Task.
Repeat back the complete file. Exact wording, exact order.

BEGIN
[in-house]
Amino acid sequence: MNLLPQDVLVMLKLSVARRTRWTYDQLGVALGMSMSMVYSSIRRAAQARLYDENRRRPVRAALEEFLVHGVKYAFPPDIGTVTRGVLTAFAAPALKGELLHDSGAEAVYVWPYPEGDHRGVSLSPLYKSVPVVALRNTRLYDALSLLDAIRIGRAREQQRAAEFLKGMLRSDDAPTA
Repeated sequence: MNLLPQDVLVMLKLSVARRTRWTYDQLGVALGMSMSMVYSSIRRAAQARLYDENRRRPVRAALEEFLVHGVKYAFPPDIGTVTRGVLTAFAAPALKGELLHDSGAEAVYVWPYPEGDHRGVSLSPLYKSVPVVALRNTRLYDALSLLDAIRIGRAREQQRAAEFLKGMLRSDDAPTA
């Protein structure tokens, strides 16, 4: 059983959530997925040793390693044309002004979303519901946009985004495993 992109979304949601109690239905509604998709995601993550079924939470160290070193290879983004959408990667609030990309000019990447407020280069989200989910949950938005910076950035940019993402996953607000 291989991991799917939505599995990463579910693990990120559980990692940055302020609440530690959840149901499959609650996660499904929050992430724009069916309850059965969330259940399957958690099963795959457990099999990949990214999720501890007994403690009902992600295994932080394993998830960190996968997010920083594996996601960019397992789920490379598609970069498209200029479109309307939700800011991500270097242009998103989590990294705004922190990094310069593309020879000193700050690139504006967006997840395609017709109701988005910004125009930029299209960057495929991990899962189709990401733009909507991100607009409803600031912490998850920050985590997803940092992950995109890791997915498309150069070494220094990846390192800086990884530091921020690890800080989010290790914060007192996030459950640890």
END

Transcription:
[in-house]
Amino acid sequence: MNLLPQDVLVMLKLSVARRTRWTYDQLGVALGMSMSMVYSSIRRAAQARLYDENRRRPVRAALEEFLVHGVKYAFPPDIGTVTRGVLTAFAAPALKGELLHDSGAEAVYVWPYPEGDHRGVSLSPLYKSVPVVALRNTRLYDALSLLDAIRIGRAREQQRAAEFLKGMLRSDDAPTA
Repeated sequence: MNLLPQDVLVMLKLSVARRTRWTYDQLGVALGMSMSMVYSSIRRAAQARLYDENRRRPVRAALEEFLVHGVKYAFPPDIGTVTRGVLTAFAAPALKGELLHDSGAEAVYVWPYPEGDHRGVSLSPLYKSVPVVALRNTRLYDALSLLDAIRIGRAREQQRAAEFLKGMLRSDDAPTA
């Protein structure tokens, strides 16, 4: 059983959530997925040793390693044309002004979303519901946009985004495993 992109979304949601109690239905509604998709995601993550079924939470160290070193290879983004959408990667609030990309000019990447407020280069989200989910949950938005910076950035940019993402996953607000 291989991991799917939505599995990463579910693990990120559980990692940055302020609440530690959840149901499959609650996660499904929050992430724009069916309850059965969330259940399957958690099963795959457990099999990949990214999720501890007994403690009902992600295994932080394993998830960190996968997010920083594996996601960019397992789920490379598609970069498209200029479109309307939700800011991500270097242009998103989590990294705004922190990094310069593309020879000193700050690139504006967006997840395609017709109701988005910004125009930029299209960057495929991990899962189709990401733009909507991100607009409803600031912490998850920050985590997803940092992950995109890791997915498309150069070494220094990846390192800086990884530091921020690890800080989010290790914060007192996030459950640890």